The film delves into the investigation, revealing the many layers of personality and history that exist beneath the surface of this apparently ordinary salesman and the lives of those connected to him. Among other details, we learn that he had embezzled money from his company over a two-year period, and kept a mistress while he was away on business, who he may or may not have gotten pregnant. The animosity between Yoshie and her sister Sayo also surfaces in the course of this search. Yoshie disapproves of her sister’s relationship with a man she is not married to. She also comes to suspect that Sayo may have had an affair with Yoshie.

The verité veneer begins to drop away as we see how Imamura is manipulating certain actions, as he would in a drama. At one point, Yoshie confesses she is beginning to fall in love with Tsuyuguchi; he tells Imamura that this would be “awkward.” We see discussions between Imamura and his crew (in which Yoshie is frequently referred to as “The Rat”) in which they discuss how the film is going and where they want to take it.

The “documentary” aspect of A Man Vanishes, already questionable and extremely flimsy, completely collapses at the end of a long scene in which Yoshie, increasingly agitated, interrogates her sister about the fact that several people have reported seeing Sayo and Oshima together. They argue at either end of a dinner table, with Imamura sitting silently between them. A fishmonger is brought in, who confirms that he did indeed see the two of them together. Despite all this, Sayo strenuously insists that everyone who saw them together is mistaken. It is a lengthy and repetitious scene, with neither side willing to budge. Sayo then turns and asks Imamura, “Director, what is truth?” Imamura answers, “I don’t know what’s the truth. Nobody knows the truth.” At this point, the film’s most audacious and astonishing gambit occurs: Imamura yells to the crew, the walls fall away, and it is revealed that the scene we’ve just witnessed has been occurring on a soundstage. A narrator informs us that everything we have seen up to that point is fiction, although this fiction is indeed based on actual disappearances.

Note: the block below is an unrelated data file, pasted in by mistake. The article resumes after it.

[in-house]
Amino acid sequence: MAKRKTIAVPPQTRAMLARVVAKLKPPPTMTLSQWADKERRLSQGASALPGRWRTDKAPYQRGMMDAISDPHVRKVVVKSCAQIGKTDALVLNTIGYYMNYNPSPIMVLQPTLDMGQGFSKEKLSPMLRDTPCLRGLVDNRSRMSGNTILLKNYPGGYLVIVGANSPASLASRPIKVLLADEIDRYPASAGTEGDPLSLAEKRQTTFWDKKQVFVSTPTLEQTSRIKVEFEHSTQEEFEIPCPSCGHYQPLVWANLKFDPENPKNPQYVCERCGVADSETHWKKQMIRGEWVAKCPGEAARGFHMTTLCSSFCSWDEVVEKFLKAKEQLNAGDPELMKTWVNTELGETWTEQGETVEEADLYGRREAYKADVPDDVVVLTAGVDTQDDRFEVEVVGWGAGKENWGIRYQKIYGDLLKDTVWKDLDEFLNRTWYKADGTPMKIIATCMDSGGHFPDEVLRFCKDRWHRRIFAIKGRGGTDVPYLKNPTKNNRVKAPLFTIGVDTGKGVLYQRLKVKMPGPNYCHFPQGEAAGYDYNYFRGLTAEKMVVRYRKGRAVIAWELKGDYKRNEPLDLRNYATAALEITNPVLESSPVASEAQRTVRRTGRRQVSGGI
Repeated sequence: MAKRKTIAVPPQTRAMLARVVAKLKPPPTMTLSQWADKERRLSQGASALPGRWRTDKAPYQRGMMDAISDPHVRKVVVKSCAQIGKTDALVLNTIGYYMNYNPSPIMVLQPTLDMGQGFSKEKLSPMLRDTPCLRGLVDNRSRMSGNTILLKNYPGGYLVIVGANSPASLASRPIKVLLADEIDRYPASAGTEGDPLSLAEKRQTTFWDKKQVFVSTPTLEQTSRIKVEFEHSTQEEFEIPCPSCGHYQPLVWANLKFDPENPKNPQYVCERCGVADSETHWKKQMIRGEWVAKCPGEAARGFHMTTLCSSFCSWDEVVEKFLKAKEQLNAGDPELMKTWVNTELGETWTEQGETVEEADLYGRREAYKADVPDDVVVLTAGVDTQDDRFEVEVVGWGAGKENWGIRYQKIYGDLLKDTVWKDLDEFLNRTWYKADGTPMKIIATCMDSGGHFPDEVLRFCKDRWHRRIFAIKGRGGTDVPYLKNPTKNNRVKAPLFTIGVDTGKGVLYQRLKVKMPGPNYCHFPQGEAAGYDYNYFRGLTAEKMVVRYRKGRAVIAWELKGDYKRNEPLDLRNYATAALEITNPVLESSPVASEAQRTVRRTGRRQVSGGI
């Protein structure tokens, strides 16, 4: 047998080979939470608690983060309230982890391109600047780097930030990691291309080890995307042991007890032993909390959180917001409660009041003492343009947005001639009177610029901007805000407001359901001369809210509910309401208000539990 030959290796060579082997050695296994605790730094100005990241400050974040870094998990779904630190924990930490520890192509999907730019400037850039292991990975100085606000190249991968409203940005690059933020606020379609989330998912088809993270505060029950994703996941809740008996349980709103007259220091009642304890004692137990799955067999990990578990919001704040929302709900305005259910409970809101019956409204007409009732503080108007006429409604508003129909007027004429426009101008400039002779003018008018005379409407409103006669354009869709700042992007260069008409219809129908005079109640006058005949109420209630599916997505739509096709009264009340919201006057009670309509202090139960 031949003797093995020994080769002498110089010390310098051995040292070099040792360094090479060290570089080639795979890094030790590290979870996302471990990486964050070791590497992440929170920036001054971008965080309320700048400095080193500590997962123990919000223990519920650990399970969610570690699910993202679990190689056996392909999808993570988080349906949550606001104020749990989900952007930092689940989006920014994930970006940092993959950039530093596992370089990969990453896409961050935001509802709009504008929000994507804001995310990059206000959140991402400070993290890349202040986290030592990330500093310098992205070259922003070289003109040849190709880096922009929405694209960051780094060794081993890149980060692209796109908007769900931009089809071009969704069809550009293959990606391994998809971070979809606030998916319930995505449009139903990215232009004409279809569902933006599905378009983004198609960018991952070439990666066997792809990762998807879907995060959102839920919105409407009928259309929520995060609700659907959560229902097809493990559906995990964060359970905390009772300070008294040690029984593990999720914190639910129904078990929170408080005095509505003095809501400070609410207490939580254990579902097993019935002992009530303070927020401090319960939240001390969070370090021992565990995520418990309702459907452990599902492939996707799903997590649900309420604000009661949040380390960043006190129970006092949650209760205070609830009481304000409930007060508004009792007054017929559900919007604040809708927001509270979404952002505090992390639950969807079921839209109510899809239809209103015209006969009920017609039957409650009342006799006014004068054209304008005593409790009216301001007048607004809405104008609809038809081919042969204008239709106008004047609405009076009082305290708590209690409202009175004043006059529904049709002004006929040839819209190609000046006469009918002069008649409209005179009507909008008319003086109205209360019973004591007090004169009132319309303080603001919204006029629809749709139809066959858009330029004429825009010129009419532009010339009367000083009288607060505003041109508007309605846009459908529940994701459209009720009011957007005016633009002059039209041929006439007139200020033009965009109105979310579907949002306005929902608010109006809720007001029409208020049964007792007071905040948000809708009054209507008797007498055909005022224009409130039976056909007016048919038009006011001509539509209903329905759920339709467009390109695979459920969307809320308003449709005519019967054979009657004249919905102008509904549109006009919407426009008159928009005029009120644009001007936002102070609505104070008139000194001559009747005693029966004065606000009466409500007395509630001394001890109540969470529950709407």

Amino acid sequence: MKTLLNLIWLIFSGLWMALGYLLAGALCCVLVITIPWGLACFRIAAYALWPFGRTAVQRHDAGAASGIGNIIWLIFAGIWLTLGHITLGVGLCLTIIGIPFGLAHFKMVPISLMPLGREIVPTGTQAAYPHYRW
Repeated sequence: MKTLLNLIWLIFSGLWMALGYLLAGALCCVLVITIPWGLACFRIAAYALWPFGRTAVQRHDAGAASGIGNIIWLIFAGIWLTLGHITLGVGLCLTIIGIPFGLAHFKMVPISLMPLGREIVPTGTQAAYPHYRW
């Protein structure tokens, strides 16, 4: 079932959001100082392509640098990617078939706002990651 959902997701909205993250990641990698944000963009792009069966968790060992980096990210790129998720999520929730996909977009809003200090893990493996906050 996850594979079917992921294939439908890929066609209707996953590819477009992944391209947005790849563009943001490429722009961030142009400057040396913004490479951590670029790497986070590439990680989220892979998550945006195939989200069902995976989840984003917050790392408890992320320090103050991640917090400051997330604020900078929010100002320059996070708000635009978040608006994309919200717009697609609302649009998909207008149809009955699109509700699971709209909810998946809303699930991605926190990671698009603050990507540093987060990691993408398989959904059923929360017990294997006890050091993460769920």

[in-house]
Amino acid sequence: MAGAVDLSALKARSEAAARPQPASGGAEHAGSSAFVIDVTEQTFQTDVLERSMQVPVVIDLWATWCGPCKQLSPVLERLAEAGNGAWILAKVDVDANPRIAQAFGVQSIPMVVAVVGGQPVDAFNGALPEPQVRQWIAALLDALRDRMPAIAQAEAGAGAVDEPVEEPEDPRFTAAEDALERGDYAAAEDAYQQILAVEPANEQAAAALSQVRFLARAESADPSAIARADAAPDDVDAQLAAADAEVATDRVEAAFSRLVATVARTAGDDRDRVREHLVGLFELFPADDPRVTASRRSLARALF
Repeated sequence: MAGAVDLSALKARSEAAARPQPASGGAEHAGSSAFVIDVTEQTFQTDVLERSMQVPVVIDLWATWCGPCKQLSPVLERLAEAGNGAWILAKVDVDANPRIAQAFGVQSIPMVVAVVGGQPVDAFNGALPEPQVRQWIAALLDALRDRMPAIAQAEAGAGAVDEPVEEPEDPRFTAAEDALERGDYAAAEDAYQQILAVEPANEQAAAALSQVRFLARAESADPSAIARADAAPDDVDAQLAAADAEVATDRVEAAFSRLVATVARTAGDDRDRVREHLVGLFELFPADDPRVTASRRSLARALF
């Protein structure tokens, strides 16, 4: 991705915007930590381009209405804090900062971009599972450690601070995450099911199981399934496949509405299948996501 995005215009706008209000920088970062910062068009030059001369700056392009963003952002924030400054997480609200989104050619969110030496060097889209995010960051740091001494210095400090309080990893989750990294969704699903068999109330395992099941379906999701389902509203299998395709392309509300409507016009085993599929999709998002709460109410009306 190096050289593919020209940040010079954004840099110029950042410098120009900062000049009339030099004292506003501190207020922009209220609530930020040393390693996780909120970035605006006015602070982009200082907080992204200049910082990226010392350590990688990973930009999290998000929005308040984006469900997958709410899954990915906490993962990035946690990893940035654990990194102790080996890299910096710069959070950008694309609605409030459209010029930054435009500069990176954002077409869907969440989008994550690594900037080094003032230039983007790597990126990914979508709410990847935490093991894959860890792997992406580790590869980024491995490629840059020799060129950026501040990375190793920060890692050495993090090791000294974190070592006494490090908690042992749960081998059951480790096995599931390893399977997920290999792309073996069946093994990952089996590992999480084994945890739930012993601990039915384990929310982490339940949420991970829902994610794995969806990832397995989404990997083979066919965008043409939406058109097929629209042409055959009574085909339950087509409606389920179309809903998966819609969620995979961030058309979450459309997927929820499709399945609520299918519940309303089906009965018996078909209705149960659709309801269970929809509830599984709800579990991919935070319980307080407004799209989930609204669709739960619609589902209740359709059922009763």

The camera crew moves to the street, and the argument resumes as a growing crowd gathers. Even though the scenario has been revealed to be fictional, the arguments on either side become increasingly passionate, resulting in an irreducible impasse. Both sides insist that their version of reality is the truth, and nothing is resolved. Imamura and Yoshie speak to each other in a voiceover at the film’s conclusion. “The film is finished, but reality is not,” Imamura says. A Man Vanishes is one of Imamura’s most idiosyncratic and unsettling films, in its radical fracturing and questioning of cinema’s representation of what appears in front of the camera.

Wednesday, March 14, 2007

Kiarostami at MOMA/Imamura at BAM